Youth Voter Engagement Team Attend #PeopleOverPolitics Rally
“We must have our freedom now. We must have the right to vote. We must have equal protection of the law.” Dr. Martin Luther King, Jr.
On Thursday, December 7, a Youth Voter Engagement team member attended Common Cause’s #PeopleOverPolitics rally to advocate against Moore v. Harper. The fight to obtain equal voting rights has been an interminable journey that disproportionately impacts BIPOC, women, LGBTQ+ and other marginalized groups the freedom to vote.
In the court case of Moore v. Harper, North Carolina lawmakers base their case on the ‘independent state legislature theory’ (ISLT), an extreme idea being pushed by a fringe group of politicians hoping to prevent responsive voting maps and fair election rules. Independent state legislature theory indicates that state legislatures have direct authority to control federal elections. This is a direct attack on voting rights which could potentially mean more unfair, racially gerrymandered maps, the closing of polling locations and harder access to voting options such as vote by mail & early voting.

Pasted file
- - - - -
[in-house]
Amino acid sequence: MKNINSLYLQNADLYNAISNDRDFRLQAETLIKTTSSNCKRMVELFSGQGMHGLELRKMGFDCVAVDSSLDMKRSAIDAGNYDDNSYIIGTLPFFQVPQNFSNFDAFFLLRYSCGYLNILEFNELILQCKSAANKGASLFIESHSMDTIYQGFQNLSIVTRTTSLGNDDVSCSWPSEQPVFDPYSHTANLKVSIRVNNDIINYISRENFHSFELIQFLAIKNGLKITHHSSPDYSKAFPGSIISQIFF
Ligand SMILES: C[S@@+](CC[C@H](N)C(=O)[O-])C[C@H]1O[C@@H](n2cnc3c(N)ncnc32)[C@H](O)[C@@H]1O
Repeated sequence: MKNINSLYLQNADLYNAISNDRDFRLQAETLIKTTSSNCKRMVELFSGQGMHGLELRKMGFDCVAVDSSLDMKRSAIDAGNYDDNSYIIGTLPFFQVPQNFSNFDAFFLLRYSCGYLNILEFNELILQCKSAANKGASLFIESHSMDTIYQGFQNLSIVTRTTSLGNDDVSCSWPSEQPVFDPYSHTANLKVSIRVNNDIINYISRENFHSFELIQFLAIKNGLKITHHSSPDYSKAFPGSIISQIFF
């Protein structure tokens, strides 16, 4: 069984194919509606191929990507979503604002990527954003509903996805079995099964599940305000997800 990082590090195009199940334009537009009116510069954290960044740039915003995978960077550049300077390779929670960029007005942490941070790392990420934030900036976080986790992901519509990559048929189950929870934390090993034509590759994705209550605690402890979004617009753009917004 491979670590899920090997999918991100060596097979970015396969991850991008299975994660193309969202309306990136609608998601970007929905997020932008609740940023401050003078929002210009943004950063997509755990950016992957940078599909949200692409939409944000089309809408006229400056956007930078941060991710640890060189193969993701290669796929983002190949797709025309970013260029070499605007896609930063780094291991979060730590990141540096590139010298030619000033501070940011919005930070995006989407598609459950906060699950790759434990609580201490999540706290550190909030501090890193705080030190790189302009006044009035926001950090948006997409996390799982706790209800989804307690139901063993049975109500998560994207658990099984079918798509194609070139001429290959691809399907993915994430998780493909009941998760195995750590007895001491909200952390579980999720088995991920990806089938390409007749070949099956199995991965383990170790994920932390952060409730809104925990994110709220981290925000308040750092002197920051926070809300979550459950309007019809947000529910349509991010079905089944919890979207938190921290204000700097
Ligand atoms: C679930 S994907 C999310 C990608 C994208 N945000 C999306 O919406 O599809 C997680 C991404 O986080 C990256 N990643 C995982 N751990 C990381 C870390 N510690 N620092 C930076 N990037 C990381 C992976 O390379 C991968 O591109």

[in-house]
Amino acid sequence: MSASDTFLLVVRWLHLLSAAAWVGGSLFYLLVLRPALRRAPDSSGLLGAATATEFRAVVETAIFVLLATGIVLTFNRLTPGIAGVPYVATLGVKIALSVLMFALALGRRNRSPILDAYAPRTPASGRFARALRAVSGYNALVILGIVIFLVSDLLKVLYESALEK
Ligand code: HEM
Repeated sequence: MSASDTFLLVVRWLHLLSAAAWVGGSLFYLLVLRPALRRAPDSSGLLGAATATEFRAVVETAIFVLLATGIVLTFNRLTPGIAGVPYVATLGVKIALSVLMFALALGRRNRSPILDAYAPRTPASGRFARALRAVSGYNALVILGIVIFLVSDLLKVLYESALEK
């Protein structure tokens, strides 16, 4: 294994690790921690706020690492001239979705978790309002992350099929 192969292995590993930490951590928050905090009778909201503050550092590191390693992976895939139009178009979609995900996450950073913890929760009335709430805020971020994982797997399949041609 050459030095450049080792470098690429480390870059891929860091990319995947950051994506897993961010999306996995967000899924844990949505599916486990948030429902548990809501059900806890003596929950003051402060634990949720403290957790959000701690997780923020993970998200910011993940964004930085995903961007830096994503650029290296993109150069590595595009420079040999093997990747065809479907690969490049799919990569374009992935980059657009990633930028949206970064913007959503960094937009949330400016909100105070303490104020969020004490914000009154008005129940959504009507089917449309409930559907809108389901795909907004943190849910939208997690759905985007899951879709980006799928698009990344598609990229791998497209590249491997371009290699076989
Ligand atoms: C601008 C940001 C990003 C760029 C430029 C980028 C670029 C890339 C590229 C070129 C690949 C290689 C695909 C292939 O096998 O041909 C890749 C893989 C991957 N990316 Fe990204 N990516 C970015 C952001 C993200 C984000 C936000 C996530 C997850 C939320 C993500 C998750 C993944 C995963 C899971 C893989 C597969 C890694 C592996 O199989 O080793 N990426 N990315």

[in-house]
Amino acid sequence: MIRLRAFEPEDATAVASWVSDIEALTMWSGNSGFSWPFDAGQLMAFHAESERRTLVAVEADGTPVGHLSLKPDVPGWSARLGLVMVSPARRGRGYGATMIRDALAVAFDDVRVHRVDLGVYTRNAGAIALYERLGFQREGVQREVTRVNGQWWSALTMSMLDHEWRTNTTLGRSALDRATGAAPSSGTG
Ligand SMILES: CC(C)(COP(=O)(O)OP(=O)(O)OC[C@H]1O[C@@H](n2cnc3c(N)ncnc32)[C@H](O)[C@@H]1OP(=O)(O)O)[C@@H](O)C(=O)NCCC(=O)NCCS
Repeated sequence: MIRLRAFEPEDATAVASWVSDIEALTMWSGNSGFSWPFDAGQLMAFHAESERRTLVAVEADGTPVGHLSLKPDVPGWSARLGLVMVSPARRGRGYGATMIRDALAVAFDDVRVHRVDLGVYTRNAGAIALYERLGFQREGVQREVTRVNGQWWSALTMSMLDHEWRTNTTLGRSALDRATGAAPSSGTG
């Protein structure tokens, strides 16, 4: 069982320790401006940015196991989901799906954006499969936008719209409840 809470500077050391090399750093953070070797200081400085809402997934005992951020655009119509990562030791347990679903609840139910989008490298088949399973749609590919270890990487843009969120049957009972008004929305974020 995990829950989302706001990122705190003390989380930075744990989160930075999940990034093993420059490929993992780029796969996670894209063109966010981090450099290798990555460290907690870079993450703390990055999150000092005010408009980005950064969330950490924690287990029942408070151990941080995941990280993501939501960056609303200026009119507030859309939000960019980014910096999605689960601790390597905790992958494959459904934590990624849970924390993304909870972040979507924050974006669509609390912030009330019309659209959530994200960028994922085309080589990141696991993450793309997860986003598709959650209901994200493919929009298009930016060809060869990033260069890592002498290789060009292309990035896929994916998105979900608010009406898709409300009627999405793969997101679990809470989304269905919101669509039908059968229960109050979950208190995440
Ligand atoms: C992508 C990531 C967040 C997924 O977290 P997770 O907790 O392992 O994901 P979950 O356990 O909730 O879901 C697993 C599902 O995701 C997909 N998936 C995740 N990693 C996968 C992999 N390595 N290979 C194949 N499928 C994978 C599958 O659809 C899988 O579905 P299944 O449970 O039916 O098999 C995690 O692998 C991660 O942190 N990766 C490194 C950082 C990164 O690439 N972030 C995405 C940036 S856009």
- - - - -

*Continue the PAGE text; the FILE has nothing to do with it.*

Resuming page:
Historically Black Colleges and Universities were represented at the rally, institutions such as North Carolina A&T State University, Winston Salem State University and North Carolina Central University. Student leaders and NCCU Common Cause Fellows, DaNaiyzha Williams and Rheyann Kirby, spoke about the impact the court case could potentially have on HBCU students, their ability to participate in voting, and access to on-campus polling sites. Further insights were shared from high power officials, which included Common Cause HBCU Program Manager Vashti Hinton Smith and so many more.
More information on how Moore v. Harper could directly impact you and others in your community can be found here: Moore v. Harper (mooreharper.org).